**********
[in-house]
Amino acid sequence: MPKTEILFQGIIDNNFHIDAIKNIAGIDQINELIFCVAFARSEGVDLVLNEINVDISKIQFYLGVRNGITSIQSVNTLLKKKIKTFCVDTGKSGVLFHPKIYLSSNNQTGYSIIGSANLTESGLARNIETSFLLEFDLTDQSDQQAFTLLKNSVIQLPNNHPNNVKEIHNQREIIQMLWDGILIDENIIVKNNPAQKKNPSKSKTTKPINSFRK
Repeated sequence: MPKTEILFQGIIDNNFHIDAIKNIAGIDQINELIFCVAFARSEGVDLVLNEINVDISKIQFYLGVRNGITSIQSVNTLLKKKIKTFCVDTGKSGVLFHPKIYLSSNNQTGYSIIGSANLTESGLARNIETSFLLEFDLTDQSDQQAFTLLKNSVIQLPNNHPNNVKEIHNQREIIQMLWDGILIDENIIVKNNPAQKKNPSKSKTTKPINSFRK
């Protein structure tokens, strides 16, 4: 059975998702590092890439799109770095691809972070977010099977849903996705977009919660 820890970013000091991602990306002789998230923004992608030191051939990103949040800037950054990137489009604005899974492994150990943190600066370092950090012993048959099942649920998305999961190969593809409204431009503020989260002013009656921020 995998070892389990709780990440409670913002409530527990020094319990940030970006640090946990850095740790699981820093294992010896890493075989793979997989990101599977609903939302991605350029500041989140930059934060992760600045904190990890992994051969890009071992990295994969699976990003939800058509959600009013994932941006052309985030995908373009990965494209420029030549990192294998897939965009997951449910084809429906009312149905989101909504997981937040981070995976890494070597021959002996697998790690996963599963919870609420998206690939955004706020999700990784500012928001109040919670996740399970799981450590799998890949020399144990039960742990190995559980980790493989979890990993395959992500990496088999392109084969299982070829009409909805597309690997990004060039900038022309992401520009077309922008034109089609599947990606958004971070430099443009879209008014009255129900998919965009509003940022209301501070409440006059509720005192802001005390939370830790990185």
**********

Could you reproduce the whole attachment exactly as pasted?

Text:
[in-house]
Amino acid sequence: MPKTEILFQGIIDNNFHIDAIKNIAGIDQINELIFCVAFARSEGVDLVLNEINVDISKIQFYLGVRNGITSIQSVNTLLKKKIKTFCVDTGKSGVLFHPKIYLSSNNQTGYSIIGSANLTESGLARNIETSFLLEFDLTDQSDQQAFTLLKNSVIQLPNNHPNNVKEIHNQREIIQMLWDGILIDENIIVKNNPAQKKNPSKSKTTKPINSFRK
Repeated sequence: MPKTEILFQGIIDNNFHIDAIKNIAGIDQINELIFCVAFARSEGVDLVLNEINVDISKIQFYLGVRNGITSIQSVNTLLKKKIKTFCVDTGKSGVLFHPKIYLSSNNQTGYSIIGSANLTESGLARNIETSFLLEFDLTDQSDQQAFTLLKNSVIQLPNNHPNNVKEIHNQREIIQMLWDGILIDENIIVKNNPAQKKNPSKSKTTKPINSFRK
């Protein structure tokens, strides 16, 4: 059975998702590092890439799109770095691809972070977010099977849903996705977009919660 820890970013000091991602990306002789998230923004992608030191051939990103949040800037950054990137489009604005899974492994150990943190600066370092950090012993048959099942649920998305999961190969593809409204431009503020989260002013009656921020 995998070892389990709780990440409670913002409530527990020094319990940030970006640090946990850095740790699981820093294992010896890493075989793979997989990101599977609903939302991605350029500041989140930059934060992760600045904190990890992994051969890009071992990295994969699976990003939800058509959600009013994932941006052309985030995908373009990965494209420029030549990192294998897939965009997951449910084809429906009312149905989101909504997981937040981070995976890494070597021959002996697998790690996963599963919870609420998206690939955004706020999700990784500012928001109040919670996740399970799981450590799998890949020399144990039960742990190995559980980790493989979890990993395959992500990496088999392109084969299982070829009409909805597309690997990004060039900038022309992401520009077309922008034109089609599947990606958004971070430099443009879209008014009255129900998919965009509003940022209301501070409440006059509720005192802001005390939370830790990185």